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New numerical methods of fingerprints' recognition based on mathematical description of arrangement of dermatoglyphics and creation of minutiea

Patterns of dermatoglyphics have been an object of interest to people for long time now, and thanks to that they have been examined and described quite extensively. Unfortunately, the approach to this subject developed by dactylography mainly for needs of criminology does not lend itself to easy mathematical formalisation. In practice this means that classic methods of fingerprints' recognition are not suitable for direct implementation in form of computer algorithms. In spite of this obvious fact, authors of many existing solutions - known and described in the literature dealing with ways of numerical processing of fingerprints, have attempted, usually in a direct way, eventually with small departures from that, to apply classic dactylographics formulas. Such approach has led to creation of very complicated programmes, which can analyse an image of a finger with employment of sophisticated methods, primarily so-called mathematical morphology. So complicated a solution of the problem precludes creation of simple programmes, unsusceptible to input errors (see [1]).

It seems that one of the basic problems hindering construction of algorithms for analysis of fingerprint images was lack of good mathematical model of the structure of dermatoglyphics. To create such a model one should understand first the essence of the phenomenon, and also to develop methods of its reliable and easy algorithmisation. As a starting point in our attempts of creation of such a model we selected the problem of synthesis of pattern of dermatoglyphics - chiefly minutiea. Everything indicated that resolving of this problem would be the key to solving of other problems.

Over the period of several years we have carried out many numerical experiments, which at the end bore fruits in form of creation of suitable model of a finger. On this basis there was created an original algorithm of synthesis of images of dermatoglyphics, and in particular all the possible arrangements of so called minutiea. The model allows to looks at digital coding of a fingerprint from a new point of view: not only as a set of pixels but some (quite simple) two-dimensional function of very interesting qualities. It also enables mathematical cataloguing of minutiea and types of patters, and this means revolution in methods of analysing, processing and compression of fingerprint images. The below presents synthetic images of minutiea, which are met most often (according to [2]), along with the table showing our conventional numerical classification (number and type of bifurcations):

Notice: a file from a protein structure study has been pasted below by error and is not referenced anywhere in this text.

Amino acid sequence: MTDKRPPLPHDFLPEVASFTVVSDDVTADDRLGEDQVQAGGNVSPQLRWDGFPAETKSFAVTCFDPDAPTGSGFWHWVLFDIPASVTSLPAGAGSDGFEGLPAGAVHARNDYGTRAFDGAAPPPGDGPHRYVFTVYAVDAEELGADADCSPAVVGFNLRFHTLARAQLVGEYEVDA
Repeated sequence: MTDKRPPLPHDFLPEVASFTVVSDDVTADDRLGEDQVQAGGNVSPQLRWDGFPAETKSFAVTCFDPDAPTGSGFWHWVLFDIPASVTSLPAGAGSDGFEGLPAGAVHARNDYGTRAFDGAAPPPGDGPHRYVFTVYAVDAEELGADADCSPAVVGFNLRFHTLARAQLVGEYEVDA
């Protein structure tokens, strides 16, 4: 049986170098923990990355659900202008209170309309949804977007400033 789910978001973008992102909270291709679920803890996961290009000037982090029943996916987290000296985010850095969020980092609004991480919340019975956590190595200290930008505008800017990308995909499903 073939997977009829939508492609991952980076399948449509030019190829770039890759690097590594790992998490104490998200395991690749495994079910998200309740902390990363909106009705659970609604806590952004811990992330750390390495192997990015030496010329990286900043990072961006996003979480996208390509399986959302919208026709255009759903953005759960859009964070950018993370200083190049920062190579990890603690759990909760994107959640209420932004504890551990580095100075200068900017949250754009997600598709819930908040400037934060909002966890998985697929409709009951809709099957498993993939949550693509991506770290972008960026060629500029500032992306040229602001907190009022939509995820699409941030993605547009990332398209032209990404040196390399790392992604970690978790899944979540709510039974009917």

Drg.1 Beginning or ending (L)   Drg.2 Siggle bifurcation(L)   Drg.3 Double bifurcation (L L)   Drg.4 Triple bifurcation type 1 (L L L)

Drg. 1

 

Drg. 2

 

Drg. 3

 

Drg. 4

Drg.5 Triple bifurcation type 2 (L L L)    Drg.6 Triple bifurcation type 3 (L L)   Drg.7 Hook (R L)   Drg.8 Singel whorl (R L)

Drg. 5

 

Drg. 6

 

Drg. 7

 

Drg. 8

Drg.9	 Double whorl (R L R L)   Drg.10  Singel bridge (R L)   Drg.11 Twin bridge (R L L R)   Drg.12 Interval (R L)

Drg. 9

 

Drg. 10

 

Drg. 11

 

Drg. 12

Drg.13 Point (R L)   Drg.14 Through line (L R)   Drg.15 Crossing (L R)   Drg.16 Side contact (R L)

Drg. 13

 

Drg. 14

 

Drg. 15

 

Drg. 16

Drg.1   Beginning or ending L Drg.9   Double whorl RLRL
Drg.2   Singel bifurcation L Drg.10   Singel bridge RL
Drg.3   Double bifurcation LL Drg.11   Twin bridge RLLR
Drg.4   Triple bifurcation type 1 LLL Drg.12   Interval RL
Drg.5   Triple bifurcation type 2 LLL Drg.13   Point RL
Drg.6   Triple bifurcation type 3 LLL Drg.14   Through line LR
Drg.7   Hook RL Drg.15   Crossing LR
Drg.8   Single whorl RL Drg.16   Side contact RL

Due to commercial potential of the method, we cannot yet describe the methods of synthesis in detail, but to present its capabilities we can provide a demonstration programme Fingerprint Creator generating an extensive range of dermatoglyphic patterns. User of the programme can set by himself, among others, such parameters of synthesis as:

  • type of pattern (concentric, curved, looped)
  • number of munitions
  • density of dermatoglyphics
  • width of dermatoglyphics
  • shift and rotation of centre of the pattern

Programme in DOS version enables recording of the generated pattern in one of three format (and two for Windows version):